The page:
A majority of the population is going to need long-term care someday.
It's seldom easy, however, to convince clients that they should protect themselves with LTC insurance just when they're enjoying a healthy middle age, with more immediate financial priorities such as funding their children's education and planning their own dream retirement.
That's why, when we bring up the subject of LTC, we like to make it part of a conversation about an overall longevity plan.
Clients should think about buying LTC while they're in their mid-40s to mid-60s, when they can get the best rates and generally avoid the risk of an insurer turning them down due to health issues.
Yet "someday you might be in a nursing home," is the last thing someone still in the prime of life wants to hear, or even imagine as a possibility. A better conversation opener is: "You might live to be 100, so let's talk about how to make sure you don't run out of money."
Many clients prefer and will likely receive long-term care in their own home, aging in place in a familiar setting, rather than a nursing home. In that case, however, the client will need to be able to pay for in-home aides.
While many people mistakenly believe that Medicare will pay such expenses, Medicare pays only for skilled nursing care, after a hospital stay and only provides coverage for up to 100 days. Most LTC assistance is provided by non-skilled aides who help with daily activities such as eating, bathing, dressing, and transferring.
We often point out that LTC insurance performs multiple roles, providing an income source to pay for care and therefore protecting a client's portfolio, income, and estate — and it assures that they won't have to unduly burden family members with taking care of them. Clients don't want to make family their long-term care plan.
BETTER PRODUCTS NEEDED
Ideally, LTC should be part of an all-encompassing strategy of longevity planning. But consumers need to be educated on how it will help them, and the LTC insurance industry needs a wider range of products to address a diverse range of needs.
The current state of the LTC insurance business actually presents an opportunity to make some of these much-needed changes. With the mispricing that occurred over the past decades due to lower than expected interest rates on insurers' bond portfolios, lower than expected policy lapses and higher than expected claims experience, LTC policy issuers have had to raise premiums on existing policies.
That has led to a significant decline in sales of standalone traditional LTC policies, and a number of insurers have exited the business entirely. The resulting disarray, however, leaves a gap to fill with product alternatives.
Life insurance-based LTC products, which were previously overlooked due to the higher premiums, are now more popular than ever, particularly because the premium costs are guaranteed and the policies offer a risk hedge in the sense that if clients never need long-term care, there will still be a payoff in the form of a death benefit for their heirs.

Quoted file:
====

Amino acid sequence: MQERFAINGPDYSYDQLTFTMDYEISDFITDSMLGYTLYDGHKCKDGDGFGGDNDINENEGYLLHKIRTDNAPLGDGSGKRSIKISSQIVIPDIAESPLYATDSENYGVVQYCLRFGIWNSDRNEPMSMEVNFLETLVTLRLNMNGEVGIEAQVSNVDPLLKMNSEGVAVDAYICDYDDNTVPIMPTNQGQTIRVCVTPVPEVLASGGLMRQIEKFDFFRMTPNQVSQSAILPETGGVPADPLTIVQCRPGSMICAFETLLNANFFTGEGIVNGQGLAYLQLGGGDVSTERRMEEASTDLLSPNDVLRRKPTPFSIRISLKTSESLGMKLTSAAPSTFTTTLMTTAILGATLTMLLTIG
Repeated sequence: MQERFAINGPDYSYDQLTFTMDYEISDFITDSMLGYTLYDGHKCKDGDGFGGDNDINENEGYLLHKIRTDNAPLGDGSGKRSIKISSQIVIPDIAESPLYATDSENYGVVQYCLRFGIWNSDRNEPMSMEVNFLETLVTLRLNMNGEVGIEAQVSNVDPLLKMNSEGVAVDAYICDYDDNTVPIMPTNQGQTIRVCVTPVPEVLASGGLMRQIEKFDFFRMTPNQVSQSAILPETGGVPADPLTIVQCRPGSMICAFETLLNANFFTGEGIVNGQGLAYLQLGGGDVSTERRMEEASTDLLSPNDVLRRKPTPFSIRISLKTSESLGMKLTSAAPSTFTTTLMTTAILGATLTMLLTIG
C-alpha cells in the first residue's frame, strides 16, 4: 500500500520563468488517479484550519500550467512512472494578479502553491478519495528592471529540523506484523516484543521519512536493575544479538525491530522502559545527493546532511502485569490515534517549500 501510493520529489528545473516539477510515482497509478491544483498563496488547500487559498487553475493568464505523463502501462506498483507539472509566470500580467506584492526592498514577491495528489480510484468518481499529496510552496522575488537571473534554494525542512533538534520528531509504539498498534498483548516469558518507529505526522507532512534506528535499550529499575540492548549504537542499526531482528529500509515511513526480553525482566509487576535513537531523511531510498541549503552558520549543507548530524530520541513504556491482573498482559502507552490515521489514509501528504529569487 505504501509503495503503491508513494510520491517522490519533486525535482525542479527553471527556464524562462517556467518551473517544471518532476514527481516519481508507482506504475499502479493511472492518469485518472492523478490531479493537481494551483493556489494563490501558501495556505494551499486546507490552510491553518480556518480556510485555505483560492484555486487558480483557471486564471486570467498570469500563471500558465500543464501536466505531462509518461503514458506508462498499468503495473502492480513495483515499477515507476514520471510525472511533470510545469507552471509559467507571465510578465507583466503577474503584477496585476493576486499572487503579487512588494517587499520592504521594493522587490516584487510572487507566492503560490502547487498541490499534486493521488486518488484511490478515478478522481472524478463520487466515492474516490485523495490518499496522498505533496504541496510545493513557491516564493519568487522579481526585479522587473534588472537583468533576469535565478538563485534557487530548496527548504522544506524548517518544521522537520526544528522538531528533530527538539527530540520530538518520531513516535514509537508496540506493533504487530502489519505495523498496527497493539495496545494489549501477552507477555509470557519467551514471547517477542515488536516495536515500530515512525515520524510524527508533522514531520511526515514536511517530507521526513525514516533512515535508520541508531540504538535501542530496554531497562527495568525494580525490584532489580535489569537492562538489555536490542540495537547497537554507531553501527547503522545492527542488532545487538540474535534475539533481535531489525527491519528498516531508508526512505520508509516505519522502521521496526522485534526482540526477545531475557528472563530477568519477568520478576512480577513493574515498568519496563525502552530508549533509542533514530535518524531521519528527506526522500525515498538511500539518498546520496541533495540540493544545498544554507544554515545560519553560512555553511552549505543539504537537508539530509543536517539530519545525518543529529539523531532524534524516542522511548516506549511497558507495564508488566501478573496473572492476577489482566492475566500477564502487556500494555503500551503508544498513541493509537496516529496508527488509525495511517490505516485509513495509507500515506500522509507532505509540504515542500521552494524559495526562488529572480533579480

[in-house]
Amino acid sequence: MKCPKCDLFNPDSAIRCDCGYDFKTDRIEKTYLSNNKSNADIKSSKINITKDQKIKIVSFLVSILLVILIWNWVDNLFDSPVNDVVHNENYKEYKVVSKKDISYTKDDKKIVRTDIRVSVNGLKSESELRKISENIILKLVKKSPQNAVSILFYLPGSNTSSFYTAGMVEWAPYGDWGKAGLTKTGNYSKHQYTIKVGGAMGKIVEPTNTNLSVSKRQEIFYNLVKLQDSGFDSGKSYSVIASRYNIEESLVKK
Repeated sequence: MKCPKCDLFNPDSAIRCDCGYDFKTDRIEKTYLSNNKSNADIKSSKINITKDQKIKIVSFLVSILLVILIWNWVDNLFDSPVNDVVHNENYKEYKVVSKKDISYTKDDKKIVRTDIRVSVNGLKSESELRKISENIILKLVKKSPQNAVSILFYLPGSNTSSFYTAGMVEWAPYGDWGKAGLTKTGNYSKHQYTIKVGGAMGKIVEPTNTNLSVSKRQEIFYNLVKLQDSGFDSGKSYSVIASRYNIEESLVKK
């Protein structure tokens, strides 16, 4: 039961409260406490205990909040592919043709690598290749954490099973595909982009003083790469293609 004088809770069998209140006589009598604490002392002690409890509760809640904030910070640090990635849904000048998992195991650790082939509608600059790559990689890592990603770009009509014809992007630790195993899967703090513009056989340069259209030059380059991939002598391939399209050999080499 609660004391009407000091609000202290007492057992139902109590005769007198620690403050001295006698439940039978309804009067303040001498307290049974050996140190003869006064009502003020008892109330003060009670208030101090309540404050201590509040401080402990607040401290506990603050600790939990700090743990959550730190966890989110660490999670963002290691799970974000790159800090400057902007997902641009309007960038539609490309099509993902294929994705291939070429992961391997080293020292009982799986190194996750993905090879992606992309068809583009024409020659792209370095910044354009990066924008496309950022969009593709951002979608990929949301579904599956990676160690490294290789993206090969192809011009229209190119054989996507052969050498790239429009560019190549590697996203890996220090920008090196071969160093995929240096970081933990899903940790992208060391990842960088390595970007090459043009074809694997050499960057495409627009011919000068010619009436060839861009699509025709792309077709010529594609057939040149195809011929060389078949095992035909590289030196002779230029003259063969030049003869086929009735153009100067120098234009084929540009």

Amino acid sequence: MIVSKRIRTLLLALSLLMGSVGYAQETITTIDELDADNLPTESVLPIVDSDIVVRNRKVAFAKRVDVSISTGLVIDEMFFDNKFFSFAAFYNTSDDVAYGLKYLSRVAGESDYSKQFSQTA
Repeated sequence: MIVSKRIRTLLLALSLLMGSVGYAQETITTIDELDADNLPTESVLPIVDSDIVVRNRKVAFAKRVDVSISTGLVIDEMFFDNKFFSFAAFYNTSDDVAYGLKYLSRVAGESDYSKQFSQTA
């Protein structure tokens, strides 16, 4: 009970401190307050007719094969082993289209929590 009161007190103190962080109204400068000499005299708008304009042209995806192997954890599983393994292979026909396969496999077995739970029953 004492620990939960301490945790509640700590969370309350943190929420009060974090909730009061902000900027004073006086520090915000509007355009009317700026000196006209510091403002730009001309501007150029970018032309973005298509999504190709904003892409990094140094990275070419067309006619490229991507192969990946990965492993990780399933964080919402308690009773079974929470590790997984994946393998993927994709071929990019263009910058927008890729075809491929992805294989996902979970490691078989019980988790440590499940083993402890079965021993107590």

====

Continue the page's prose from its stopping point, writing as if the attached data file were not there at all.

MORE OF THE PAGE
More insurance companies are offering these products today and there are more multi-year payment options available than ever to help reach a wider range of consumers. These products include both life insurance policies with LTC riders and hybrid policies, which offer a cash surrender value along with an inflation-protection feature so that LTC benefits can increase over time.
Still, we should have more products that offer flexible ways of purchasing LTC insurance, such as policies that allow the consumer to rollover money from a retirement account into an annuity that makes automatic transfers into an LTC policy.
Consumers need to be more aware that there are such tax-favorable ways of buying LTC insurance. With a retirement account rollover, the money that goes into premiums could receive favorable tax treatment.
Consumers could also take advantage of the 1035 exchange provision in the tax code, which may allow holders of cash value life insurance and non-qualified annuities to exchange all or a portion of their contracts for LTC insurance.
Since many LTC benefits are tax-free, this gives the policy holder a payoff they wouldn't have received from the life insurance policy or the annuities.
Further, this is an opportune time for more employers to sponsor LTC policies and educate their employees about the importance of making long-term care planning a part of their financial wellbeing.
With people working into their 60s and even 70s, and employees seeing their parents living into their 90s or beyond, the need is growing for more comprehensive retirement planning that factors in long-term care expenses. We anticipate that, in the future, more insurance companies will offer LTC worksite products.
Traditional LTC offers tax advantages for both employers and employees. Employers may be able to deduct the premiums of traditional LTC policies for employees and spouses, just as they do with health insurance.
People with Health Savings Accounts (HSAs) can pay premiums with funds from their account. Since LTC is not available as a pretax cafeteria benefit, using HSA funds works very well for voluntary employer-sponsored offerings in which the insurer bills the employee, who then directs the HSA to pay the insurance company.
NO CRYSTAL BALL
There is no crystal ball to indicate what kind of care anyone will need if they are lucky enough to have a long life, and that's precisely why LTC insurance is a vital part of any long-term financial planning.
Ideally, someday there will be an entire ecosystem built around the expectation that many of us will become centenarians. We might even consider changing the name of LTC to longevity insurance.
Olin Wage is Senior Vice President, LTC, L&H Insurance & Benefits Advisor, Stephens Insurance, LLC.